A beautiful short trio with waltzes shows the baron as a wanna-be lady-killer.
Hat sie schon einmal mit einem Kavalier im tête-a-tête zu Abend gegessen
Synopsis: The Marschallin wants to play a trick on Octavian and has him fetch a medallion with his face. She shows it to Ochs and suggests him Count Rofrano, as the Rosenkavalier. Ochs recognizes the stupendous resemblance to Mariandl and is delighted with the noble gentleman.
Wollen Euer Gnaden leicht den jungen Herrn – Fleming / Rydl / von Otter
The Italian Aria
Synopsis: Now a woman with orphans, a hairdresser, the notary and various petitioners enter. The Marschallin has her hair done while listening to the petitioners. A singer, who was sent to her by an admirer appears, and performs an aria for her.
A flutist opens the musical performance on stage in front of the Marschallin. Soon a beautifully languishing solo cello takes the leading role in the accompanying orchestra, whose mood is dark and low, so that the tenor’s voice stands out brilliantly in the high register. This aria is a cabinet piece, but also dreaded. The line of the aria is demanding and the short piece does not allow him a second chance, so it is enormously exposed.
The most famous interpretation is probably by Luciano Pavarotti.
Di rigori armato il seno – Pavarotti
You will hear a second recording with the beautiful silver of Wunderlich’s voice.
Di rigori armato il seno – Wunderlich
Synopsis: The audience ends abruptly when Ochs quarrels with the notary, who refuses to stipulate dishonest demands of the baron in the wedding contract. The baron angrily hands over the silver rose to the Marschallin and leaves the castle. The Marschallin remains alone in the room, angry at the old baron’s presumption to grab a young girl. She looks at herself in a mirror and falls into melancholy memories of her own youth.
It is the melancholy scene of a woman who never had the chance to experience the happiness of love in her marriage.
Listen to this scene with the greatest Marschallin of the interwar period, Lotte Lehmann. Her legato and her articulation of the text were stupendous. In 1932 they wanted to make a complete recording with her under the direction of Strauss. For financial reasons (Strauss’ business sense was legend) this did not come off and Heger conducted a partial recording with Lotte Lehmann.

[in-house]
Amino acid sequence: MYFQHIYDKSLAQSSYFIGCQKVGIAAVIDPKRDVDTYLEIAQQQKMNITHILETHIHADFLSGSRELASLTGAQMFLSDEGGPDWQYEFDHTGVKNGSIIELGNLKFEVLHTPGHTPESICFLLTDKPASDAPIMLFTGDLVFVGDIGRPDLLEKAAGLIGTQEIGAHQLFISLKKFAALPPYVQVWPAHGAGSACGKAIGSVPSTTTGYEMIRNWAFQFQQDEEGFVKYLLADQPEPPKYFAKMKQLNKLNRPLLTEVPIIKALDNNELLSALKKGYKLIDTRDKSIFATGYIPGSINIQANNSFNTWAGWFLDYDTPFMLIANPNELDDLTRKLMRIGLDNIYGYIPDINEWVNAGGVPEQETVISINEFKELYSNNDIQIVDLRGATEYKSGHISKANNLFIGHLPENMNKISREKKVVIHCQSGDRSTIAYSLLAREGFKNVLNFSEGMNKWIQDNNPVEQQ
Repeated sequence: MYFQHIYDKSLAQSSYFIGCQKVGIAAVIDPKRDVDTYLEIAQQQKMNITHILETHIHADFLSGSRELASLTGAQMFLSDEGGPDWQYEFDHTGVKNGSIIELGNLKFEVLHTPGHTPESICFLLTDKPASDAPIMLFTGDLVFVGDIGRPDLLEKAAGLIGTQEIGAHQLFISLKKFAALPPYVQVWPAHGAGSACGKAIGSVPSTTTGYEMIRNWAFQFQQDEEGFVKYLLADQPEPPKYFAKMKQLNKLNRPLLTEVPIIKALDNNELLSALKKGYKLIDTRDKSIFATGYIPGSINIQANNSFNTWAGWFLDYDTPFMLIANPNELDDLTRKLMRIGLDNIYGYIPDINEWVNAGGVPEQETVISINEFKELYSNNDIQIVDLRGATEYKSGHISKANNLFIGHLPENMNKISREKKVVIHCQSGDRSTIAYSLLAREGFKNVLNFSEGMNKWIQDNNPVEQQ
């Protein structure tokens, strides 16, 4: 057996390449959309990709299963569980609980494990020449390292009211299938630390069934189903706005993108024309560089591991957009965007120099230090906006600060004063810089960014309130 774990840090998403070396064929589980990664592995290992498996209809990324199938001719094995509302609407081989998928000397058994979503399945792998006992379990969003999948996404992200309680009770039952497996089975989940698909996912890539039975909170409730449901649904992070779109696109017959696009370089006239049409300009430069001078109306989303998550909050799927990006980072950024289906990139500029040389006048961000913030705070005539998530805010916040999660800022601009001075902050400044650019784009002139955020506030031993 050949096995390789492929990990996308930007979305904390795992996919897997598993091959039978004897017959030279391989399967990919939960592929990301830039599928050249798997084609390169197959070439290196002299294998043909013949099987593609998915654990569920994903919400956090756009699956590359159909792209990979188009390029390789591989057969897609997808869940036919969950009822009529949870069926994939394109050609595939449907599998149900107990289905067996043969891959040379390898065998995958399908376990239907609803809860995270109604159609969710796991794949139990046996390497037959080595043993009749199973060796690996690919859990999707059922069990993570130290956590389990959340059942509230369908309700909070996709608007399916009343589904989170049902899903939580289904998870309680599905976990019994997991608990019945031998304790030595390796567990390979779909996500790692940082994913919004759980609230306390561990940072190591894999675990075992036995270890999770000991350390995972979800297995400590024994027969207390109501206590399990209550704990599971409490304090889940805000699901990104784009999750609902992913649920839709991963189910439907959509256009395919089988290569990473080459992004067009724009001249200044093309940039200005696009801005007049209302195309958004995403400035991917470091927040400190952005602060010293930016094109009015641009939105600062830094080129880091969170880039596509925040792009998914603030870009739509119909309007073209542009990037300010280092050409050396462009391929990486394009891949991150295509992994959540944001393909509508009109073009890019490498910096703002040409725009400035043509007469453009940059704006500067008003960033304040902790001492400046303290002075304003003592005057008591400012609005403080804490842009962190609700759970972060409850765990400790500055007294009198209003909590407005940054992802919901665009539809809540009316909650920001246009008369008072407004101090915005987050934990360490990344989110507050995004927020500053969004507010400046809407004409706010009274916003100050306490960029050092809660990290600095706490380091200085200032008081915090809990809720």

Da geht er hin, der aufgeblasene schlechte Kerl – Lehmann
Die Zeit ist ein sonderbares Ding (Time is a strange thing)
Synopsis: Octavian has returned and meets her in this sad mood. She asks him not to be like all men. Octavian is irritated and swears his love for her. But the Marschallin knows that sooner or later Quinquin will leave her for a younger one.
This famous piece is set in a slow dance music that appears in the gloomy dress of the minor key. This contrast between the cheerful rhythm and the gloomy mood is what makes this piece so charming. It is the depth of the role of the Marschallin that gives the Rosenkavalier the profundity that it raises above the aristocratic farce. The Marschallin is an “alter ego” of the Countess from Mozart’s marriage to Figaro, one almost thinks the Countess has awakened again.
Elisabeth Schwarzkopf is often referred to as the Marschallin (and not by chance also as the Countess). No other singer has embodied this role like her. Her interpretation of the Marschallin is introverted but sensual. Each of her notes seems to be deliberately set (which earned her the accusation of “artificiality”). The music producer and Schwarzkopf’s husband Walter Legge urged her to perfect a handful of operas rather than always having a better competitor for dozens of them. “Schwarzkopf had prepared the role for years with Walter Legge and rehearsed it for the Scala premiere with Herbert von Karajan for a month, “often ten or twelve hours a day”. (Kesting, Great Singers).
When she left the stage in 1971, it was no coincidence that she sang this nostalgic monologue in her last program. We hear this passage from the “legendary” 1959 recording by Herbert von Karajan, which became a reference recording for many.
Die Zeit ist ein sonderbares Ding – Schwarzkopf
Christa Ludwig was another great Marschallin. She sang the role in a recording by Leonard Bernstein, which was completely different from Karajan’s recording (in which Ludwig sang Octavian). Ludwig has a more opulent voice than her colleague, especially in the low and middle registers.
Die Zeit ist ein sonderbares Ding – Ludwig
We hear this key aria of the Marschallin in a third recording with Renee Fleming. The Marschallin is/was perhaps the most important role of her career. Her dark, almost smoky voice gives the role a special melancholy character.
Die Zeit ist ein sonderbares Ding – Fleming
Synopsis: Octavian urges her to tell him if she wants him gone. The Marschallin now asks him to leave. When he is gone, she immediately regrets it and sends the footmen to fetch him back, but Octavian is already gone.
DER ROSENKAVALIER ACT II